The National Advertising Division (NAD), the Better Business Bureau's self-regulatory body, has asked Comcast to stop making claims -- in two TV ads -- including on that its subs have access to four times more unique TV shows and movies on demand than DirecTV.
The satellite operator had complained to NAD, the ad industry's self-investigative unit, about the claims in Comcast's "Get Faster" and "Rerun" ads, which in addition to the movie content claim also said DirecTV "is built on old tech," that "customers must watch reruns" and "does not offer voice-controlled search features," while Comcast "has newer technology overall."
NAD said Comcast should drop the "old tech" knock on DirecTV as well as the suggestion that DirecTV does not offer voice-controlled search, though Comcast is free to promote the its own X1 voice remote, so long as the claims are truthful.
As to the "four times more" claim, "NAD was not persuaded by the advertiser’s argument that a reasonable consumer would view the commercial and understand the claim to include identical programming each time it is available on multiple platforms – the set top box, on-line and mobile app – and recommended the advertiser discontinue the claim."
NAD said the claim about watching reruns was "puffery" and did not need to be substantiated. Puffery is an exaggerated promotional statement whose truth or falsity can't be proved and which is not considered deceptive.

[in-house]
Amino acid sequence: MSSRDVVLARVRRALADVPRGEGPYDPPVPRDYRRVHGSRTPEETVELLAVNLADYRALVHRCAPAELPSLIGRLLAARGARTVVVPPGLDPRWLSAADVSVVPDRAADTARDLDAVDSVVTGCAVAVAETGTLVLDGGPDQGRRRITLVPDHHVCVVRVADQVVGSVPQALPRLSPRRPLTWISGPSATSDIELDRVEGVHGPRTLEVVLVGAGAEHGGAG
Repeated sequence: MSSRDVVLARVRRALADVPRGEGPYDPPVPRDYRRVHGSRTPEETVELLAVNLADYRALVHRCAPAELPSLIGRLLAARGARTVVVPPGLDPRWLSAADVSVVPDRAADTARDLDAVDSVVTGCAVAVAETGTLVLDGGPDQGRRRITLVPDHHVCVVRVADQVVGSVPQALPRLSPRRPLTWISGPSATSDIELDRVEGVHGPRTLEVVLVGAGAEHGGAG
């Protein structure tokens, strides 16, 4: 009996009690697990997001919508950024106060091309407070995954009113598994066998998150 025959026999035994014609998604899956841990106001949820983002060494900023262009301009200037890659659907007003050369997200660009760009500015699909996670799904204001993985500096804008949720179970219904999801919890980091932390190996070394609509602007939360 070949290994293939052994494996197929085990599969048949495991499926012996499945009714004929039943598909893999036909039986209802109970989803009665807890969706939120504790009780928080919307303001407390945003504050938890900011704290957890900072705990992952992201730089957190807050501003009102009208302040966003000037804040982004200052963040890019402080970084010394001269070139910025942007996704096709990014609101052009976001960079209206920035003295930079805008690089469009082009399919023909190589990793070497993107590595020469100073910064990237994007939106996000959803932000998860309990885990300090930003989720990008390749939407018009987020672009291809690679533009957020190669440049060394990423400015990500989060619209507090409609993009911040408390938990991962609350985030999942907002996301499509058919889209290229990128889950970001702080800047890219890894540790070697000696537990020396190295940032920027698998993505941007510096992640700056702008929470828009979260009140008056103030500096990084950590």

“Comcast is pleased that NAD recognizes that our X1 Voice Remote is technologically more advanced and that our On Demand library exceeds DirecTV’s offerings, across platforms," said a Comcast spokesperson.
When asked if Comcast will follow the NAD recommendation and "discontinue the unsupported claims, the spokesperson would only say that the MSO will "take NAD’s recommendations into account in developing future advertisements.”
NAD can make recommendations, but advertisers are not obligated to follow them. In addition, NAD notes, "a recommendation by NAD to modify or discontinue a claim is not a finding of wrongdoing and an advertiser's voluntary discontinuance or modification of claims should not be construed as an admission of impropriety," though it adds that a finding that a claim has been substantiated is not an endorsement of the product either.